The East Coast: Fraser Island

We swapped out our little Corolla for a equally ancient, monster Land Rover, and went to play around on the world’s largest sand island for 3 days. Fraser Island, you are phenomenal.After a brief rundown on the mainland of how not to get our 4×4 stuck in the sand, we drove aboard a ferry and set off to the island, armed with a map and visions of dingoes.

I’d heard about Fraser, but really knew next to nothing about it. I was not expecting a full on forest.


In some parts of the forest the trees looked hand-painted.


Our first stop was at Lake Mackenzie. A freshwater lake, on a sand island, surrounded by a forest.


This lake was one of the clearest I’d ever seen.



Traffic jams on a one way, soft-sand road took a bit of manoeuvering.


We had lunch under a palm tree, I was so happy to be up north again, I had been missing them so much.


Next we discovered the wonder of ‘sand blows’. Nomadic little deserts that are slowly moving around the island.




And this one was hiding another freshwater lake.


We were beginning to lose daylight, so we drove along the beach looking for an empty campsite for the evening. Fortunately the Land Rover was big enough to use as a living room/dining room because it rained. A lot.


Today was our full day of Fraser exploration.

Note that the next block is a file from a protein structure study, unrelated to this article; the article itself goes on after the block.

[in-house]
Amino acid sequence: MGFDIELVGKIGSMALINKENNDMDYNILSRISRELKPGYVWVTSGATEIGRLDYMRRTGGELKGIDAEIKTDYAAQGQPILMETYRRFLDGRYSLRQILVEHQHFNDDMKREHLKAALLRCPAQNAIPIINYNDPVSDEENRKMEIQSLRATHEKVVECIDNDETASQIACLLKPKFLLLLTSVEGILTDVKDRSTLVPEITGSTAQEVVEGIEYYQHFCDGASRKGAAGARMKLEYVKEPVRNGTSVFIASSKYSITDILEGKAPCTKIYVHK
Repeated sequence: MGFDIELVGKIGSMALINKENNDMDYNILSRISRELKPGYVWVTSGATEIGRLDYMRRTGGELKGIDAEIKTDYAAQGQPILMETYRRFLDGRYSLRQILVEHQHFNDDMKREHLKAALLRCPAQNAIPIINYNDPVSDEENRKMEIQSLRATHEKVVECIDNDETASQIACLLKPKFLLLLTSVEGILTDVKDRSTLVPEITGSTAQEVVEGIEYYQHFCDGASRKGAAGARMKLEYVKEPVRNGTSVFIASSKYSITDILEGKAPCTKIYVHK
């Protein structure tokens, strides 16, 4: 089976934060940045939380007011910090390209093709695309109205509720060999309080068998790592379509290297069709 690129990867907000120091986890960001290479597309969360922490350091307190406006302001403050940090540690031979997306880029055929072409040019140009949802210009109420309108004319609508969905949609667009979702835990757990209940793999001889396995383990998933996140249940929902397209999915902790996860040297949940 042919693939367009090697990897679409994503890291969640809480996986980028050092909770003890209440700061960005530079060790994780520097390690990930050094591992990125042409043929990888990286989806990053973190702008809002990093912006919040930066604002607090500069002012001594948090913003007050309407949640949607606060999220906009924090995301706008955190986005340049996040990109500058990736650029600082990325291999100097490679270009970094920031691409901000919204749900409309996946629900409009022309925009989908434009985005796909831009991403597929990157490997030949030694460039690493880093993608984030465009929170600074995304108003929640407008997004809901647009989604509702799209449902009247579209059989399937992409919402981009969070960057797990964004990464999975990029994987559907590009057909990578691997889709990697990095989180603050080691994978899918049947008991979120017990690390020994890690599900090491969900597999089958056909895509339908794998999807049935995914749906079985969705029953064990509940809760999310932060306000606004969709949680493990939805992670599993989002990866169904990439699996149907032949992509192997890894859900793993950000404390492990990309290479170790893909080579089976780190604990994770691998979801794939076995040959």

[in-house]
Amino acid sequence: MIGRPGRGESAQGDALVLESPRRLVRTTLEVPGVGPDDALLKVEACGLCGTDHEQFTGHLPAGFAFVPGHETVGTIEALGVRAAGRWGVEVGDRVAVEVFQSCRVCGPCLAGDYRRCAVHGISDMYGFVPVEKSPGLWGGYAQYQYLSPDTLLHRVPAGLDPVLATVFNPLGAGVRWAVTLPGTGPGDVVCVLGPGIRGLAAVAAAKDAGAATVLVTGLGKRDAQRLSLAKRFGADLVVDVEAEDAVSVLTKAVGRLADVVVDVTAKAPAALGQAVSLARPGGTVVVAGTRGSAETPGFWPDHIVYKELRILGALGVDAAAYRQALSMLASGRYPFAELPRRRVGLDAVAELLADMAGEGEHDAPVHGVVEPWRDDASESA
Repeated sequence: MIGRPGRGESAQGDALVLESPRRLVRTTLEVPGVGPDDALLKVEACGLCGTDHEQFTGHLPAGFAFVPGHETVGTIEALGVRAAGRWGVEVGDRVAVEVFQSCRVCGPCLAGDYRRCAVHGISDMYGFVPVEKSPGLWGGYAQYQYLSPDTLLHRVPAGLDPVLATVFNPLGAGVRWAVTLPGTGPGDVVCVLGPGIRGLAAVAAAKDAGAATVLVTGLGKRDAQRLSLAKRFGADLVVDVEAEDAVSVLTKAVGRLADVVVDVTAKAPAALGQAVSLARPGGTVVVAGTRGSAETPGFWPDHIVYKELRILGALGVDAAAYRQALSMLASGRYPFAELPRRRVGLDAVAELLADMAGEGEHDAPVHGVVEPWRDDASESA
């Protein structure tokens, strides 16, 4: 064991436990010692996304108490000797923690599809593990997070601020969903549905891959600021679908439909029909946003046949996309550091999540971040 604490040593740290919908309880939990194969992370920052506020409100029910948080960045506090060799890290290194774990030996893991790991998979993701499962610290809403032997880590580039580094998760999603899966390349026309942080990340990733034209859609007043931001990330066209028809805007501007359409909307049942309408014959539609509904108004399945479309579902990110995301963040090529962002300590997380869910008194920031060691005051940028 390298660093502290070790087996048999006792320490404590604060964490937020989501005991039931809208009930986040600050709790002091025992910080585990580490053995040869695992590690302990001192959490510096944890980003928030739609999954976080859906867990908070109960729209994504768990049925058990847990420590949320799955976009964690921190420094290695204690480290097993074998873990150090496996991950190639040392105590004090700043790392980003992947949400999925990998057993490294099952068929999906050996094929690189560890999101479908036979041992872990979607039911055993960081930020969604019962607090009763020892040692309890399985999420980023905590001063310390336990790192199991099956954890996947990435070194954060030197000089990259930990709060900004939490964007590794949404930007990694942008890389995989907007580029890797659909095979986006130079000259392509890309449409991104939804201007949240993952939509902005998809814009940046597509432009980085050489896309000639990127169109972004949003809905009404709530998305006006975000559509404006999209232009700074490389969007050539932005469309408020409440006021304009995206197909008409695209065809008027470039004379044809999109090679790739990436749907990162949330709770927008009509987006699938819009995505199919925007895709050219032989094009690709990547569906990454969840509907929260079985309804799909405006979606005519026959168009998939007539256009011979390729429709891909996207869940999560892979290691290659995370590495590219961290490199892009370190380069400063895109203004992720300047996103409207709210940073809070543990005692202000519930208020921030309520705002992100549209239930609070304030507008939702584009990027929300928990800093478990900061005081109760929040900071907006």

On our map was spot marked Kirra Sandblow, or “Rainbow Gorge”. We drove past it once or twice, but it was well worth the hunt.





There are 72 different colours of sand just on this one island.


This one was massive. It really felt like we were in a desert. It was hot, there was no shade, we drank all our water (this was a theme of the trip.) It was hard to believe we were still on the same lush green island.

A little further along the beach was a huge skeleton: the Maheno Shipwreck. It ran aground in 1935, and has been left on the beach.

I wonder how long it will be before the entire wreck sinks into the ground.






For a change, we thought it might be nice to set up camp while the sun was still out, and relax to watch the sunset. Two lawn chairs, a fishing rod, and a few brews set us up for a great evening.










After another night of heavy rain, it was a soggy wake up for our final morning on Fraser.


We drove almost to the top of the island, to the Champagne Pools. When the waves crash over the rocks they foam up and you feel like you’re swimming in a glass of bubbly.




Our timing was incredibly lucky standing up on this point, there were Humpback Whales out on the horizon.



And on the drive back to Kingfisher Bay and our ferry pickup, I spotted the biggest jellyfish I have ever seen. If everything in Australia wasn’t actively trying to kill you, I would have poked it.


Trying to find the Red Canyon was a challenge as it has the most inconspicuous sign, but it was beautiful


After catching a bit of the AFL Grand Final, our ferry had come and it was time to head back to the mainland. Three magnificent full days on Fraser. But we weren’t finished island hopping.




Add yours →

  1. What a beautiful place!


  2. Great photos. I absolutely love Fraser Island – one of my favourite places. We’ve been back a couple of times now.


  3. Have no words to describe how much I enjoyed going through this post! Fantastic pictures and loved the way you explored the entire island! Totally want to visit the place soon!


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